the relationship between maternal depression and the development of CD symptoms
in children, rather than artificially inflate it.
Another limitation is that the authors did not control for medication treatment
that some children received, so it is not possible to draw any conclusions
about the impact of such treatment. As noted above, about half the
children were receiving medication treatment at each wave after the first
one, and it would be important to whether this predicted the emergence of
CD symptoms and whether medication treatment interacted with the other predictor
Finally, the absence of fathers is an important limitation in this work.
The authors did collect information on psychiatric symptoms in fathers, but
this was gathered from mothers rather than from fathers directly. And,
there was no observational data gathered on father-child interactions.
Making sure that fathers are represented in studies such as this is an important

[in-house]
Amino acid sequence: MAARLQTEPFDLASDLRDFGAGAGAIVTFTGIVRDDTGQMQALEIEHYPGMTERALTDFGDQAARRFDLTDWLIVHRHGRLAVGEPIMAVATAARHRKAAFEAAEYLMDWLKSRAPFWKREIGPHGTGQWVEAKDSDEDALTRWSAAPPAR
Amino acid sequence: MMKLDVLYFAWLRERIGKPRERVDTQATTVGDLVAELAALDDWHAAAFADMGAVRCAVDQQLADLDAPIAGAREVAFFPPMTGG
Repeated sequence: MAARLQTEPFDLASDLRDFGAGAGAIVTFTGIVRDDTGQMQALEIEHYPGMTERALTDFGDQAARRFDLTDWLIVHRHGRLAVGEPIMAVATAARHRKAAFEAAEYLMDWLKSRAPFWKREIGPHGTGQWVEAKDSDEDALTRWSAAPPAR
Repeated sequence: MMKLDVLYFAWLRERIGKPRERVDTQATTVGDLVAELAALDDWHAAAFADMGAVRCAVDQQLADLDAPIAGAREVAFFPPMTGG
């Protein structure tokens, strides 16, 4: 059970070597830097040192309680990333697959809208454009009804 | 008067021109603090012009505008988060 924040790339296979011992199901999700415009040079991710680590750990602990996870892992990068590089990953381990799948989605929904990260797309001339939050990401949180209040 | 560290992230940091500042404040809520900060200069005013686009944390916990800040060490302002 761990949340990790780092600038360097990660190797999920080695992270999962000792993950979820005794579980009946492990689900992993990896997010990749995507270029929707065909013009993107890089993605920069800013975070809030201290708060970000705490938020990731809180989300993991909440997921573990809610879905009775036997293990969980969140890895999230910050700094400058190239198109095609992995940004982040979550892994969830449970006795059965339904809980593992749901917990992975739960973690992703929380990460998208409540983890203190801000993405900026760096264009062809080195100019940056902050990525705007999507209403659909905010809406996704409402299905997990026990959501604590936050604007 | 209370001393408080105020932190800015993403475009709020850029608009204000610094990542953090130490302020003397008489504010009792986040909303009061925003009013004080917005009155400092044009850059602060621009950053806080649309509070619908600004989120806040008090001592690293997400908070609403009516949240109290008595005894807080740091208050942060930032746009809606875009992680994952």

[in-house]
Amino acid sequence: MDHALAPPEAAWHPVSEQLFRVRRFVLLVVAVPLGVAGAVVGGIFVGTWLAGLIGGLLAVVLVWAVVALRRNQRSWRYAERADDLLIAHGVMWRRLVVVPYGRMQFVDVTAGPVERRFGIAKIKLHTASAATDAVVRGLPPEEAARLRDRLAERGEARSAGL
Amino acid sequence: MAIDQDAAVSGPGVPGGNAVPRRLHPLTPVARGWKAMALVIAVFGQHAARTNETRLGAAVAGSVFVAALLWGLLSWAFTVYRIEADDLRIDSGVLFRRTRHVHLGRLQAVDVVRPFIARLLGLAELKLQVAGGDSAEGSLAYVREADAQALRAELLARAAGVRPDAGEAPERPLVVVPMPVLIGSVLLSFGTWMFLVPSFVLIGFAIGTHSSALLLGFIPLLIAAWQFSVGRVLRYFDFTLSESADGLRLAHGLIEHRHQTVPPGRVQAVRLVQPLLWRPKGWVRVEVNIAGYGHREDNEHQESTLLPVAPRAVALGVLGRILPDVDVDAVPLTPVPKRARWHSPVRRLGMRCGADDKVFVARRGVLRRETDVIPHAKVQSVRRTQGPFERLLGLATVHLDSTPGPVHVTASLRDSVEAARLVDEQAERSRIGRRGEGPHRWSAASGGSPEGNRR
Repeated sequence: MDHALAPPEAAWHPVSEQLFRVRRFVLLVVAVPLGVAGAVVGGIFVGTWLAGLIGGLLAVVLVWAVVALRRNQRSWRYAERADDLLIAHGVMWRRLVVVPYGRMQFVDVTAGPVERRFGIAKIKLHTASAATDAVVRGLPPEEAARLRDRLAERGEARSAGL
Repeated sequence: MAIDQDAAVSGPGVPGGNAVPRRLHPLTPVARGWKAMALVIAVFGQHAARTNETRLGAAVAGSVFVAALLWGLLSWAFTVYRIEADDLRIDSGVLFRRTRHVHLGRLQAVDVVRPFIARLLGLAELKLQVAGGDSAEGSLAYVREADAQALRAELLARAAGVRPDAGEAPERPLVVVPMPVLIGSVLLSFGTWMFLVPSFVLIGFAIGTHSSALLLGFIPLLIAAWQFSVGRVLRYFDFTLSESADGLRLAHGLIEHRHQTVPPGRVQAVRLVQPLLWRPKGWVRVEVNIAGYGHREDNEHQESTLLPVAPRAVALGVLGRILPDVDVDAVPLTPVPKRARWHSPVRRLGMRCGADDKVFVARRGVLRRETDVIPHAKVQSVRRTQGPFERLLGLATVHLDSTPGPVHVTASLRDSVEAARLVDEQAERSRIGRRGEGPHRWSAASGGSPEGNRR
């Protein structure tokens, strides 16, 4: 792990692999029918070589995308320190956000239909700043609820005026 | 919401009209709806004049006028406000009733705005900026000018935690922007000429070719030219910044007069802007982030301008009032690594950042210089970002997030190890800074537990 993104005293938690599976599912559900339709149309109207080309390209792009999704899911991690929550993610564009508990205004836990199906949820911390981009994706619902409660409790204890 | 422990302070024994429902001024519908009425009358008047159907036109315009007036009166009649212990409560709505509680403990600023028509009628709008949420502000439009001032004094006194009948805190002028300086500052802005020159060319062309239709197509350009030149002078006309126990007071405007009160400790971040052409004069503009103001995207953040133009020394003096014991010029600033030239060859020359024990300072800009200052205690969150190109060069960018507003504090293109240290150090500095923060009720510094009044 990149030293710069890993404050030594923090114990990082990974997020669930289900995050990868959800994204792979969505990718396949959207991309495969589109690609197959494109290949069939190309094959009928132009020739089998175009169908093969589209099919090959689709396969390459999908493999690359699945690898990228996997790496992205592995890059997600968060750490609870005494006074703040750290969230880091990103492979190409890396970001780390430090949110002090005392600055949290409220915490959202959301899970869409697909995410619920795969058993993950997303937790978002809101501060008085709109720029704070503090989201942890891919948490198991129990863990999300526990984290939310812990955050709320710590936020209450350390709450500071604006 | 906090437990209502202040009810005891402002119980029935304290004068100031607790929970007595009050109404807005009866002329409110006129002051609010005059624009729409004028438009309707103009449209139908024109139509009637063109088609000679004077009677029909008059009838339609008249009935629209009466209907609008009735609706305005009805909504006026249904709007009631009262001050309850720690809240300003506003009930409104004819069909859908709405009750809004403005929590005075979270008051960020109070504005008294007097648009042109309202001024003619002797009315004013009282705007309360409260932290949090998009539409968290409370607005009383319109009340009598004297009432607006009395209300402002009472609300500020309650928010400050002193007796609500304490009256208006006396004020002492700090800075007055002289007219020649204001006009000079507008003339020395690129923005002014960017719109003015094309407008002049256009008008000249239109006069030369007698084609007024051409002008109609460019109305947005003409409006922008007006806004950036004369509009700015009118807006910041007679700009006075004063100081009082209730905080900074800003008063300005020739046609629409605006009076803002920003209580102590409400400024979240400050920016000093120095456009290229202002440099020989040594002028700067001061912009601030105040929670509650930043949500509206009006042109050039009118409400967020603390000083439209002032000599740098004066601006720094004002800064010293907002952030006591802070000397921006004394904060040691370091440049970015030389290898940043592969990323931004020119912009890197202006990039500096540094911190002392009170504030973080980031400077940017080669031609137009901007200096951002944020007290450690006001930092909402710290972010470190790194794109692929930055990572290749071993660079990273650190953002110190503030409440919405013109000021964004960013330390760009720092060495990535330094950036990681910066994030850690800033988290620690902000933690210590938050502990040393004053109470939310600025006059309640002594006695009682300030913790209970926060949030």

challenge for the entire field.
In conclusion, results from this study highlight that maternal depression
is a risk factor and positive parenting is a protective factor in the development
of children with ADHD. The authors certainly do not intend for these
results to be cited as a reason to 'blame' mothers for the development of
conduct problems in their child with ADHD. Rather, they suggest that
their results are a source of hope in that they suggest clear targets for
early intervention in families with a child who has ADHD - treating depression
when present in mothers and helping mothers develop their positive parenting
skills. Based on their findings, they hypothesize that such efforts
may help prevent the development or progression of later conduct problems.
It will be both interesting and important to test this hypothesis in new
presented in Attention Research Update is for informational purposes only,
and is not a substitute for professional medical advice.